Monday, March 12, 2012

The Coffee Process

One of my favorite experiences as a part of my internship has been carrying out the entire process of picking, de-pulping, threshing, drying, roasting, and drinking delicious coffee. The whole process takes places onsite at La Biosfera.
This is the Caturra variety of coffee. The other variety planted is Catuai, whose fruit is yellow when ripe. Both varieties from the species C. arabica, the species generally regarded to have to most robust flavor.

The coffee fruit turns a bright red when ripe, and at that point it is picked and soaked in a bucked before being depulped.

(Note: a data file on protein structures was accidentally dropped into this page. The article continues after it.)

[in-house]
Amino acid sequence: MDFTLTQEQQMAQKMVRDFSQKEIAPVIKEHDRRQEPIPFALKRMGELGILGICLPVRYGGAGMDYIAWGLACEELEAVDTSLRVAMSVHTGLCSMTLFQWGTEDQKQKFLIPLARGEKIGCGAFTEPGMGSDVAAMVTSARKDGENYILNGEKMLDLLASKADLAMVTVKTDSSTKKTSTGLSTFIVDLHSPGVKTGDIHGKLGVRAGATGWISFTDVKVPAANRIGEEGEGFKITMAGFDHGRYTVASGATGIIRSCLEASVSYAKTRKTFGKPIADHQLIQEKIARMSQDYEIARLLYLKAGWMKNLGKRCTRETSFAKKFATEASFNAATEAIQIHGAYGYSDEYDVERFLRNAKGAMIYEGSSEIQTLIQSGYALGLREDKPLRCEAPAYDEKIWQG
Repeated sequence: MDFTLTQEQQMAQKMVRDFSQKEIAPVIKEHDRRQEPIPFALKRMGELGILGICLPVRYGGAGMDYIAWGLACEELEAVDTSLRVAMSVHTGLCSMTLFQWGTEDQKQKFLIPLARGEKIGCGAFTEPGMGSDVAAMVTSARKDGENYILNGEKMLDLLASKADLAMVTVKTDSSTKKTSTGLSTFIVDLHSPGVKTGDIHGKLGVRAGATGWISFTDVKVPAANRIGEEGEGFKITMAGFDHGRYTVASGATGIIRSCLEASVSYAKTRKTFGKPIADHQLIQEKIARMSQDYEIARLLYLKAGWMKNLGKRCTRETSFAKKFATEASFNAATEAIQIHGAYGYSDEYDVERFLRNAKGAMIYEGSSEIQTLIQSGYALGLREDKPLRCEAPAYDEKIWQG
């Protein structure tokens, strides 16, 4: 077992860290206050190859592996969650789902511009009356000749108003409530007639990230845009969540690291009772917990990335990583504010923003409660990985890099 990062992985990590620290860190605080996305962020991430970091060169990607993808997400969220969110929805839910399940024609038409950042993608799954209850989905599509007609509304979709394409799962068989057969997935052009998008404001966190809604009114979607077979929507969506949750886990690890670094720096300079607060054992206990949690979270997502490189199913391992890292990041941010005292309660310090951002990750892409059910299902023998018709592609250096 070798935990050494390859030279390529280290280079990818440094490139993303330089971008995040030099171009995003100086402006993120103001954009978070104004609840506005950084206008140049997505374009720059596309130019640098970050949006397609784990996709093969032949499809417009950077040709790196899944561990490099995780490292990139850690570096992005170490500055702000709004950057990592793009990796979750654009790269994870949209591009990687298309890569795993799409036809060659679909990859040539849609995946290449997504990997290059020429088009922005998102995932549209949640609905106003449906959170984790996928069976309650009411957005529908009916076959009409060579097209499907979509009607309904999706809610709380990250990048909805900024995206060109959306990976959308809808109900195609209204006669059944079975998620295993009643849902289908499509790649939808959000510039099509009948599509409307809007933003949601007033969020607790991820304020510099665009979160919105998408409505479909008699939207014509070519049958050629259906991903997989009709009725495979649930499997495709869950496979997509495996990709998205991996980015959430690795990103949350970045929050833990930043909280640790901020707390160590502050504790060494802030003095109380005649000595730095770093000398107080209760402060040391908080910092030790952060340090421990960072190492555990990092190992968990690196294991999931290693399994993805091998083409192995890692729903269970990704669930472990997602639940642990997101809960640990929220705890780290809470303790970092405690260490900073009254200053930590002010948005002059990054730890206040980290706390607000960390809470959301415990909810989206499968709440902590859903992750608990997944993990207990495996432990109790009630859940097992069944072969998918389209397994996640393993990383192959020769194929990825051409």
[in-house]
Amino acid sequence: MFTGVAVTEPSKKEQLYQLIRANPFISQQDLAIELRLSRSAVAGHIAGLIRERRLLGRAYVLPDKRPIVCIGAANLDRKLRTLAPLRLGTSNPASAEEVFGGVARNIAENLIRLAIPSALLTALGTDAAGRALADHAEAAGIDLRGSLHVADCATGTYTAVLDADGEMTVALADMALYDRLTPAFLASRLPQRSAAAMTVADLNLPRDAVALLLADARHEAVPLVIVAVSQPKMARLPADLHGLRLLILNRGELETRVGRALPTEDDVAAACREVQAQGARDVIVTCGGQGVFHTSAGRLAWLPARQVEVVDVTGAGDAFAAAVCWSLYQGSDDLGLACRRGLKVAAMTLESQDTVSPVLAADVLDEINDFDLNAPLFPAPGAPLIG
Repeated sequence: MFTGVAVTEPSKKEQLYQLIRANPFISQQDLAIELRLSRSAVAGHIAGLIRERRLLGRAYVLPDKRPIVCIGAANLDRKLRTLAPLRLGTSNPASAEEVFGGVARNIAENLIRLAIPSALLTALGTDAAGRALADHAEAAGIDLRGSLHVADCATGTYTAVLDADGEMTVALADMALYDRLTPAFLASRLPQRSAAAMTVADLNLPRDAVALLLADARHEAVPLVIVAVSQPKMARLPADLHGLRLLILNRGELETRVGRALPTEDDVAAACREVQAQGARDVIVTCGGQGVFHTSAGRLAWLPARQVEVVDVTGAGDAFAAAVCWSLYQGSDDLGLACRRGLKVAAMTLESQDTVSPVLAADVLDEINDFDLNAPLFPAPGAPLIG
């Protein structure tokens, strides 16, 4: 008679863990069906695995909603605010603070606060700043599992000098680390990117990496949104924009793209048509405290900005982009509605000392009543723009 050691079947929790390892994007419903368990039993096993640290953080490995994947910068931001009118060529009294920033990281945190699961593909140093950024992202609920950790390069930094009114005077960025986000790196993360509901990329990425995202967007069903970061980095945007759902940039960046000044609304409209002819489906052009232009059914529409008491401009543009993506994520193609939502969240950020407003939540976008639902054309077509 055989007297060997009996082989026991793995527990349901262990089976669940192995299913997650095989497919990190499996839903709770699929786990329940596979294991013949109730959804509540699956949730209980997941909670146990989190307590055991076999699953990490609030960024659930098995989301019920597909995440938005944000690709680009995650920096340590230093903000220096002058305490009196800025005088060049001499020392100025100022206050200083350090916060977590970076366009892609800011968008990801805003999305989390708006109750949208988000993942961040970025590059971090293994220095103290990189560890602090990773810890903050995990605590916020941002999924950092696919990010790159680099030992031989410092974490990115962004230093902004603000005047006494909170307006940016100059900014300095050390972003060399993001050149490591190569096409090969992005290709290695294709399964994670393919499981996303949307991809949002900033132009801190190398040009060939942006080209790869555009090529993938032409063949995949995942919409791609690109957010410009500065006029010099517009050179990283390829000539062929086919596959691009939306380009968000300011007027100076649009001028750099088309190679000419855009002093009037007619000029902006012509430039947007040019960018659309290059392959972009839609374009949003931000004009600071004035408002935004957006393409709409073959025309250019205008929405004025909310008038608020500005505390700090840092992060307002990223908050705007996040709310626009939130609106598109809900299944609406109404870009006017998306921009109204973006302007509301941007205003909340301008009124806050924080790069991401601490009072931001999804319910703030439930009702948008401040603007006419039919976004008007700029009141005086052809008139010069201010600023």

Obviously this is usually done on a much larger scale, but since we only have about 30 coffee plants, we use what very well may be the smallest coffee de-pulper on the planet.

After being de-pulped, the beans are allowed to dry out in the sun for a few days.

Once dry, the beans need to be threshed to get rid of the hard shell. This is done very easily by machine, but we wanted to do the whole process artisanally, so I filled a pillow case with the dried beans and whacked it against the floor a few times and ended up with pretty thoroughly threshed beans. 

This is what the beans look like once they have been threshed. Now, its ready to be roasted.

This type of clay dish is what was used to roast coffee before machinery ever existed. The smell of fresh coffee grew stronger and stronger as we roasted them over a bed of coals. 

The final product. Earthy and not too acidic. Yum.